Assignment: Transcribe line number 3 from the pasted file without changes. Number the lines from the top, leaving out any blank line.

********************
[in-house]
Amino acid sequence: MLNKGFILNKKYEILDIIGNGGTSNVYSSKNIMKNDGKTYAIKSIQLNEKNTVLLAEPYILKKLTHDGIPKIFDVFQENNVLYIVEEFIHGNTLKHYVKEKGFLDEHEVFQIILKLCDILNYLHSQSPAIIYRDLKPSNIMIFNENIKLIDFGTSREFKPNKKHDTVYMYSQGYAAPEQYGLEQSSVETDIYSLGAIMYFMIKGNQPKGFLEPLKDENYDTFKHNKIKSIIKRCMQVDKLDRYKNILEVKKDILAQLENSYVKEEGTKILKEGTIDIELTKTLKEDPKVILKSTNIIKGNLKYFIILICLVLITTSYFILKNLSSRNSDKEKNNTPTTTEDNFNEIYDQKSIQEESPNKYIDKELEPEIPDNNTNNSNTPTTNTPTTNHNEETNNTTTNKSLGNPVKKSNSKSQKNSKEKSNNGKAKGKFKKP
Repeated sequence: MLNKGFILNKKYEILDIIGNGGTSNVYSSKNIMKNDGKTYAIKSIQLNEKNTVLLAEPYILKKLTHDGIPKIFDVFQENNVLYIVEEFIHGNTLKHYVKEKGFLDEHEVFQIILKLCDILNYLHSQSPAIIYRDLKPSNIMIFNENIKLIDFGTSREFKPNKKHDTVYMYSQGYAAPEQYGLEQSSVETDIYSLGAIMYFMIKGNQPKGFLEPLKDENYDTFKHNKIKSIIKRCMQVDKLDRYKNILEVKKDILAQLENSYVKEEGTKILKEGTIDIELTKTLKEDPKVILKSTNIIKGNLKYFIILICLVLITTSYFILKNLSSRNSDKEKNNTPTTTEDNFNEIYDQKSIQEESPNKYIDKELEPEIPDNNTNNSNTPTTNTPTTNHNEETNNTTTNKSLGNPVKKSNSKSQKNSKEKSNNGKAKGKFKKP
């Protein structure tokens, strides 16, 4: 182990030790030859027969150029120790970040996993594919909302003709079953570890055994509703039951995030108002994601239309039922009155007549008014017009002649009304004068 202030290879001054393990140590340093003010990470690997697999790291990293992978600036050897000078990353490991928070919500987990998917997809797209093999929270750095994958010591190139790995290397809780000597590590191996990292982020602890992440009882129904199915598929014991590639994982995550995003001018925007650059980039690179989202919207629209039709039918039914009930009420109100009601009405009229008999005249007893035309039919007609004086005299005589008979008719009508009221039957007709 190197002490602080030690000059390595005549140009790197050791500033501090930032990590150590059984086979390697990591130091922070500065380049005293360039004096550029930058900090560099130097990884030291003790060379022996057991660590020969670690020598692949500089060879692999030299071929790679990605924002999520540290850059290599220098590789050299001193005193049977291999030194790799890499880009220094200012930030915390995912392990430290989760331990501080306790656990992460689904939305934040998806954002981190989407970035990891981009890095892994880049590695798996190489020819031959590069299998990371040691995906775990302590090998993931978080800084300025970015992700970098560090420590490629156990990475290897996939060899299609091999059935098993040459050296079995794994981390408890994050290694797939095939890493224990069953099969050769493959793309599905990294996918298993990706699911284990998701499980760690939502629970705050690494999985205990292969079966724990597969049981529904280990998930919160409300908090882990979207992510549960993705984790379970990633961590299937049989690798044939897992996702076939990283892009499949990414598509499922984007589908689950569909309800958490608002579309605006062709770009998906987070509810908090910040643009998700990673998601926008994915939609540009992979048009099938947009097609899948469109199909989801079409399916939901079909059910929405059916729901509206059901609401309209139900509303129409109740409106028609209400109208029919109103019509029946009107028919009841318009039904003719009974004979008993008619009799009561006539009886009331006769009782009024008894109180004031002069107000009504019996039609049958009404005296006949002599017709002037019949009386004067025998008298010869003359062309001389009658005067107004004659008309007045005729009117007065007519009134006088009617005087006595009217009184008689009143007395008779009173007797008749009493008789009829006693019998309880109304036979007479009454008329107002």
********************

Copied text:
Repeated sequence: MLNKGFILNKKYEILDIIGNGGTSNVYSSKNIMKNDGKTYAIKSIQLNEKNTVLLAEPYILKKLTHDGIPKIFDVFQENNVLYIVEEFIHGNTLKHYVKEKGFLDEHEVFQIILKLCDILNYLHSQSPAIIYRDLKPSNIMIFNENIKLIDFGTSREFKPNKKHDTVYMYSQGYAAPEQYGLEQSSVETDIYSLGAIMYFMIKGNQPKGFLEPLKDENYDTFKHNKIKSIIKRCMQVDKLDRYKNILEVKKDILAQLENSYVKEEGTKILKEGTIDIELTKTLKEDPKVILKSTNIIKGNLKYFIILICLVLITTSYFILKNLSSRNSDKEKNNTPTTTEDNFNEIYDQKSIQEESPNKYIDKELEPEIPDNNTNNSNTPTTNTPTTNHNEETNNTTTNKSLGNPVKKSNSKSQKNSKEKSNNGKAKGKFKKP